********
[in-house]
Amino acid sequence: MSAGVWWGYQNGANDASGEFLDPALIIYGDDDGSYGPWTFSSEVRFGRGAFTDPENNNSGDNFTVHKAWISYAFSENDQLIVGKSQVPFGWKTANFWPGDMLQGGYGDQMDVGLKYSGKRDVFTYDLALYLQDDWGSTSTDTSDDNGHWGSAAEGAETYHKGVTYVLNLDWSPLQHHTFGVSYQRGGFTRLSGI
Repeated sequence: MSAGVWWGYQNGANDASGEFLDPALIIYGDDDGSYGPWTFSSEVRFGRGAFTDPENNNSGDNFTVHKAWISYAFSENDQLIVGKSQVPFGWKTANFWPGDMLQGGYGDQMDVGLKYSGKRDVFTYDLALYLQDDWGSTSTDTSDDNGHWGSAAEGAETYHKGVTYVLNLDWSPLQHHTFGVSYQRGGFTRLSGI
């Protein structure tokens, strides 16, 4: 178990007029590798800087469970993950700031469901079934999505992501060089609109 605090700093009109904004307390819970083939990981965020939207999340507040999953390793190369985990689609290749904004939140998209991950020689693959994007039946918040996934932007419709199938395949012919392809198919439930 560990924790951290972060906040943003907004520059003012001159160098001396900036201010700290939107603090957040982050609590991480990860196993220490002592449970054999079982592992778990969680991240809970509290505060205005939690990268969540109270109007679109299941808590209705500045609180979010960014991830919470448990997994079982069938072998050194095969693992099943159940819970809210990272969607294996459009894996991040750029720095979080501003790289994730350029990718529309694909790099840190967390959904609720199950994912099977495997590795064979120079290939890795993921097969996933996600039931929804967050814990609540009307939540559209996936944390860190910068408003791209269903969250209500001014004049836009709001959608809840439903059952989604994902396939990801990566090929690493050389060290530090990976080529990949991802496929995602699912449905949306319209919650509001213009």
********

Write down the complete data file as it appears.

[in-house]
Amino acid sequence: MSAGVWWGYQNGANDASGEFLDPALIIYGDDDGSYGPWTFSSEVRFGRGAFTDPENNNSGDNFTVHKAWISYAFSENDQLIVGKSQVPFGWKTANFWPGDMLQGGYGDQMDVGLKYSGKRDVFTYDLALYLQDDWGSTSTDTSDDNGHWGSAAEGAETYHKGVTYVLNLDWSPLQHHTFGVSYQRGGFTRLSGI
Repeated sequence: MSAGVWWGYQNGANDASGEFLDPALIIYGDDDGSYGPWTFSSEVRFGRGAFTDPENNNSGDNFTVHKAWISYAFSENDQLIVGKSQVPFGWKTANFWPGDMLQGGYGDQMDVGLKYSGKRDVFTYDLALYLQDDWGSTSTDTSDDNGHWGSAAEGAETYHKGVTYVLNLDWSPLQHHTFGVSYQRGGFTRLSGI
């Protein structure tokens, strides 16, 4: 178990007029590798800087469970993950700031469901079934999505992501060089609109 605090700093009109904004307390819970083939990981965020939207999340507040999953390793190369985990689609290749904004939140998209991950020689693959994007039946918040996934932007419709199938395949012919392809198919439930 560990924790951290972060906040943003907004520059003012001159160098001396900036201010700290939107603090957040982050609590991480990860196993220490002592449970054999079982592992778990969680991240809970509290505060205005939690990268969540109270109007679109299941808590209705500045609180979010960014991830919470448990997994079982069938072998050194095969693992099943159940819970809210990272969607294996459009894996991040750029720095979080501003790289994730350029990718529309694909790099840190967390959904609720199950994912099977495997590795064979120079290939890795993921097969996933996600039931929804967050814990609540009307939540559209996936944390860190910068408003791209269903969250209500001014004049836009709001959608809840439903059952989604994902396939990801990566090929690493050389060290530090990976080529990949991802496929995602699912449905949306319209919650509001213009």